For example: Mrs. Smith tells me that Johnny is six years old and still sucks his thumb. I then have the opportunity to explain to Mrs. Smith that I will be glad to work with her and Johnny to try breaking this thumb-sucking habit. I explain my philosophy and now Mrs. Smith and I are on the same page when Johnny comes in for his visit. This technique is also very helpful for the disabled patient so that I can better prepare the dental team for any special needs this patient may have.

(Continued from page 1 )


During the first and subsequent visits, the following innovations may be used to make the child’s visit more comfortable and therefore more successful:


  1. Sunglasses to prevent the glaring operatory light to allow more comfort for the child.
  2. Music, DVDs, and/or television can be an aid as a distraction for some children. For our special needs patients, we enquire about these distraction devices with the parent or guardian.
  3. Aromatherapy is especially useful for the autistic patient. Vanilla and lavender sprays are available and have been shown to have a calming effect on autistic patients. I had a nine-year-old autistic boy that would not sit in the dental chair. However, when I sprayed lavender in the surgery not only did he sit in the dental chair but we were able to perform an oral examination, oral prophylaxis, fluoride treatment, and full-mouth radiographic series.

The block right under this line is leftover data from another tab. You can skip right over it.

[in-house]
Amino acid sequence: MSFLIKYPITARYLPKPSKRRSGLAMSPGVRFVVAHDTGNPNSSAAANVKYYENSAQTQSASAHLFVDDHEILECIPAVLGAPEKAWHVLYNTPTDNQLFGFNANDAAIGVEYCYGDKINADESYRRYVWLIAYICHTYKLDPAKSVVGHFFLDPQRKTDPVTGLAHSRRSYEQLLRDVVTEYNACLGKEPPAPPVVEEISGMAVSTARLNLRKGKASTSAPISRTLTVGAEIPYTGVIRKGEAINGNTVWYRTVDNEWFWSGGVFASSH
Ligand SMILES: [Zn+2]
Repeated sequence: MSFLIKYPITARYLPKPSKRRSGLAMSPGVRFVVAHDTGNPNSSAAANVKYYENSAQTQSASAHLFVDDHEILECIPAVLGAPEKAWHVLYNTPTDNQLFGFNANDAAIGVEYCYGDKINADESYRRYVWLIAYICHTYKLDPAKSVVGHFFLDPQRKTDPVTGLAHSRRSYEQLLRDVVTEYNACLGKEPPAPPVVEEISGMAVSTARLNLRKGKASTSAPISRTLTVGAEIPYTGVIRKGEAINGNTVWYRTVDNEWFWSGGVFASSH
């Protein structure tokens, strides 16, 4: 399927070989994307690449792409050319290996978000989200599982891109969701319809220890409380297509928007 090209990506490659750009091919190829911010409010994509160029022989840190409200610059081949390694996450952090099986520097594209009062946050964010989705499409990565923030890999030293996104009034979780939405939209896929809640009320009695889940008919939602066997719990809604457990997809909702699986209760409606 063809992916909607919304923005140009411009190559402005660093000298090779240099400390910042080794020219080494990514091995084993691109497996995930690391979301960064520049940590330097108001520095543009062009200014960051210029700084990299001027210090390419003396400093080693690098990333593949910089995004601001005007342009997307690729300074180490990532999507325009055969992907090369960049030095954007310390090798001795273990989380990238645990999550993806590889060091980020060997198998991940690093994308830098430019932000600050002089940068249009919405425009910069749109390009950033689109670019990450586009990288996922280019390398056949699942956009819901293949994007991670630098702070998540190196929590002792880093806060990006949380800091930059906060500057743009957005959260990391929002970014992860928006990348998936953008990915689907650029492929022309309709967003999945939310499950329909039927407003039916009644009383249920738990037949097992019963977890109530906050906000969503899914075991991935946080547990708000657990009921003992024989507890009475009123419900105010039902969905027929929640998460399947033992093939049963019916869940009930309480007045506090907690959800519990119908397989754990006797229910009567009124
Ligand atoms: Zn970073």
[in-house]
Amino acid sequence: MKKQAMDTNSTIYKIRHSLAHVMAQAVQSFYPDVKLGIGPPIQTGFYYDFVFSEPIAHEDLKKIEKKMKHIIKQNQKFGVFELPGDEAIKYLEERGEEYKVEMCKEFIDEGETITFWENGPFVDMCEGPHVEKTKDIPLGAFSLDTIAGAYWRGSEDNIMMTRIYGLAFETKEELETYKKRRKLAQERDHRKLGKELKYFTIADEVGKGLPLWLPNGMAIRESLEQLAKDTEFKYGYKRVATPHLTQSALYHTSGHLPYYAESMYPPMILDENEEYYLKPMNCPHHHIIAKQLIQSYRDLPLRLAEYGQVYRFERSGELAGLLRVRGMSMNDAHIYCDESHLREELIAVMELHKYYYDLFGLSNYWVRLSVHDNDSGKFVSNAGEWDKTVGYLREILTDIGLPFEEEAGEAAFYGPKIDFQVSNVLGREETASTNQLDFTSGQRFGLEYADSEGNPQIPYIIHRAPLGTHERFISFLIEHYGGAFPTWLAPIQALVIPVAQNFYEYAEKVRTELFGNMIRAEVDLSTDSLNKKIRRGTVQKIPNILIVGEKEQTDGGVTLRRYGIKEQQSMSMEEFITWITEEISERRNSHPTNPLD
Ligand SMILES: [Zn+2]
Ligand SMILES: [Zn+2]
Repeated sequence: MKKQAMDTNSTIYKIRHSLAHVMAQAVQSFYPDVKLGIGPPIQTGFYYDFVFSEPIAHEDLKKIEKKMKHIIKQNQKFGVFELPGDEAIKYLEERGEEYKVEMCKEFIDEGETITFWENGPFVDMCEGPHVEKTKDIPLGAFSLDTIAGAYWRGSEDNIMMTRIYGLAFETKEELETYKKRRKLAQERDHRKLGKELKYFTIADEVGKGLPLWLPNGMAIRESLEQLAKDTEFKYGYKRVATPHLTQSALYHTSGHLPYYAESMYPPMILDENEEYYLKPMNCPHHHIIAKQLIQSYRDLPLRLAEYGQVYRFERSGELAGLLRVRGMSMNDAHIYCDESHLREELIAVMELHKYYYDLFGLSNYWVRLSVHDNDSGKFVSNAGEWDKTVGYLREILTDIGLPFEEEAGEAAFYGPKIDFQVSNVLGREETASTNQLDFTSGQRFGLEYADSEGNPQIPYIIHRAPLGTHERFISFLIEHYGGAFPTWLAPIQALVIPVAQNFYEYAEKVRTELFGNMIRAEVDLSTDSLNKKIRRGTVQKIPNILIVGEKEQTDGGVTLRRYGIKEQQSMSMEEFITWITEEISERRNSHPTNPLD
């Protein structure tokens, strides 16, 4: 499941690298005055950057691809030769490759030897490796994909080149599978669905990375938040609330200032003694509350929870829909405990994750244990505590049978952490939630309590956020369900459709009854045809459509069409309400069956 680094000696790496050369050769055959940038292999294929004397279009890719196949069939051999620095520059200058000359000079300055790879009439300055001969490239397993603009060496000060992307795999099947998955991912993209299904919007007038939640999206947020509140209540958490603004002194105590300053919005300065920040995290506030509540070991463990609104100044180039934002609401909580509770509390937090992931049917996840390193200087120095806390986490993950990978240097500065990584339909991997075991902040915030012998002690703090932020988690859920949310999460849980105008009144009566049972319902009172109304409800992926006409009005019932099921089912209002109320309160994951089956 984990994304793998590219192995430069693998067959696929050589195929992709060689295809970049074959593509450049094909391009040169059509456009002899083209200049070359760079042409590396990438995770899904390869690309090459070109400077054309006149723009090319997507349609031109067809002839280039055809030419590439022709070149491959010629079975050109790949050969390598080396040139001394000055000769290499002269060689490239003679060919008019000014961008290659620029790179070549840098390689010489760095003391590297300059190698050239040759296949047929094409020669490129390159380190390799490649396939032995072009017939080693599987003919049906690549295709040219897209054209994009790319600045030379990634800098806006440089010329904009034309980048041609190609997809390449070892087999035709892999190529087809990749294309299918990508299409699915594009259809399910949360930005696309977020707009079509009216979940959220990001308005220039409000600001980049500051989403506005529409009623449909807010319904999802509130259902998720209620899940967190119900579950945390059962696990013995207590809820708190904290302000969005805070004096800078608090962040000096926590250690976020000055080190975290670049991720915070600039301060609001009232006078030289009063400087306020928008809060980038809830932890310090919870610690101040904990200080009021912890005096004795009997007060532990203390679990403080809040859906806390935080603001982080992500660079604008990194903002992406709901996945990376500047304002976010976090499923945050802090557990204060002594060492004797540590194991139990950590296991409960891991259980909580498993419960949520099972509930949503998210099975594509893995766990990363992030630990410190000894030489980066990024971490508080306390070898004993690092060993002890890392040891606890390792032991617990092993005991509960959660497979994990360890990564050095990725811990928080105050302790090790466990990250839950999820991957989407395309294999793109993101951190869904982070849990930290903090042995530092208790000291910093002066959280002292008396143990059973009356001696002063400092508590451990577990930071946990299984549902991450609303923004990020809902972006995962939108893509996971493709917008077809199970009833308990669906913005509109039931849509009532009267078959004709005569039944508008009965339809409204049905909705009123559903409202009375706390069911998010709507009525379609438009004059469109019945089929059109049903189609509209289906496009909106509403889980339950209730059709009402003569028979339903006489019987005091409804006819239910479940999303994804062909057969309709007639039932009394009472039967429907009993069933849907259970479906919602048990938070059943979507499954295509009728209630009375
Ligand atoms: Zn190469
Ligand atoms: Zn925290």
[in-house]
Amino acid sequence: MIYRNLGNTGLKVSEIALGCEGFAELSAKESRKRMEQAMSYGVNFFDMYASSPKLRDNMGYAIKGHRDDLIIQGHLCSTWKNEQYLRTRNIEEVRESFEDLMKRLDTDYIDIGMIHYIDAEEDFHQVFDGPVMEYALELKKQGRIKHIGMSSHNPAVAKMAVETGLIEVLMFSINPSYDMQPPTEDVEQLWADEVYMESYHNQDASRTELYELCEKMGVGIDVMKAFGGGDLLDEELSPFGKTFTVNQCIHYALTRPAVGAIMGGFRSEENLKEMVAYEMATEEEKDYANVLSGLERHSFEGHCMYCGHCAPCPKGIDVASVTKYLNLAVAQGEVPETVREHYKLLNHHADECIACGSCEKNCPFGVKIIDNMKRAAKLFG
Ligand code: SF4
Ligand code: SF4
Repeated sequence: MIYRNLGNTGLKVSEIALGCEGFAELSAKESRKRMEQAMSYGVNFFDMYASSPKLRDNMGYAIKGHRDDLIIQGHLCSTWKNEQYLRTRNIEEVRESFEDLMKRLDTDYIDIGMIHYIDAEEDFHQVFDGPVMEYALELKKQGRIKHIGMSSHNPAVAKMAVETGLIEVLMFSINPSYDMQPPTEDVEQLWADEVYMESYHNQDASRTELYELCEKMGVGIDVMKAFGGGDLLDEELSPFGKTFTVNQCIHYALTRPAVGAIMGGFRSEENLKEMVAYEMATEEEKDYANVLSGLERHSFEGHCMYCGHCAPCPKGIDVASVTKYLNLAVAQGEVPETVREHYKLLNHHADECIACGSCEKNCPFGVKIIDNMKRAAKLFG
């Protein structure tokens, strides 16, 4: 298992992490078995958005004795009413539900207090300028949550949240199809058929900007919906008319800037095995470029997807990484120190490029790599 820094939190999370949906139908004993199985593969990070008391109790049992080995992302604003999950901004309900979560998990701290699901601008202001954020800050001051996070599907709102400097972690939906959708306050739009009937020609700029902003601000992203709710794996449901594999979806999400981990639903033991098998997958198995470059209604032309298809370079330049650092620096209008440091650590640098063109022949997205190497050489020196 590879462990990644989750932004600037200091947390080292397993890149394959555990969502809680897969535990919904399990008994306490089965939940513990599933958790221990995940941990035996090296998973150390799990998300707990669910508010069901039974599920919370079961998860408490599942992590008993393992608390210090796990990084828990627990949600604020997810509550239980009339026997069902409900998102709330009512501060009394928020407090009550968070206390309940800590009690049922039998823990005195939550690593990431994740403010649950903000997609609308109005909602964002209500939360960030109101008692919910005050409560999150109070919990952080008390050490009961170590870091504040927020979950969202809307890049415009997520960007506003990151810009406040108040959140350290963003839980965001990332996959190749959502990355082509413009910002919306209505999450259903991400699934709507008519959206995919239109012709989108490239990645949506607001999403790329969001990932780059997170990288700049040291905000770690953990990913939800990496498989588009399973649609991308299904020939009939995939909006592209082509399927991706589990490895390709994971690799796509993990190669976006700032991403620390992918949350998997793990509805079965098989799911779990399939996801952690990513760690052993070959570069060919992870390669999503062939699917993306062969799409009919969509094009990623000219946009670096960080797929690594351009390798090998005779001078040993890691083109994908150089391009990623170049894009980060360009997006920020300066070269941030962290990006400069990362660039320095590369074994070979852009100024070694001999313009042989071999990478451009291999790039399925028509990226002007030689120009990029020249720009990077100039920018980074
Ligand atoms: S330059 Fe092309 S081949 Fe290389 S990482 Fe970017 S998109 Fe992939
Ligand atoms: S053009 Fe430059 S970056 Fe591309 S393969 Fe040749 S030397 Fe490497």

4. Behavior modification charts are used for tooth brushing and oral habit elimination. These are given to the child with an explanation to the child and parent and have been very successful. The child returns in one month with his/her completed chart and then receives a ‘special’ prize.
  5. Puppets and dolls are used to provide comfort to the child. Most patients’ fears are the fear of the unknown. By using a familiar toy or doll, the patient is more comfortable. Puppets can also be used to calm a nervous patient.


Anticipatory guidance: According to the American Academy of Pediatric Dentistry’s perinatal guidelines (http://www.aapd.org/media/Policies_Guidelines/G_PerinatalOralHealthCare.pdf), the child’s first visit should be by 12 months of age. This will enable the dentist and/or dental hygienist to discuss with the parent/guardian the prevention of early childhood caries, oral hygiene, fluoride uptake, and diet. Follow-up visits are scheduled per the dentists discretion based on the individual needs of the patient.


Assessing Patients’ Potential Behavior

When your assistant or hygienist goes to the waiting room to bring your new patient into the surgery, it only takes a matter of seconds to assess that child’s potential behavior in the dental operatory. In that brief moment, you can quickly decide if you would like to invite the parent to accompany his/her child. If the child is clutching the parent’s hand and sitting next to the parent or on the parent’s lap, you can assume that the child is anxious about the dental appointment. If, on the other hand, you see the child sitting by himself/herself and reading a book or playing a game, then that child is more likely to be a more co-operative patient.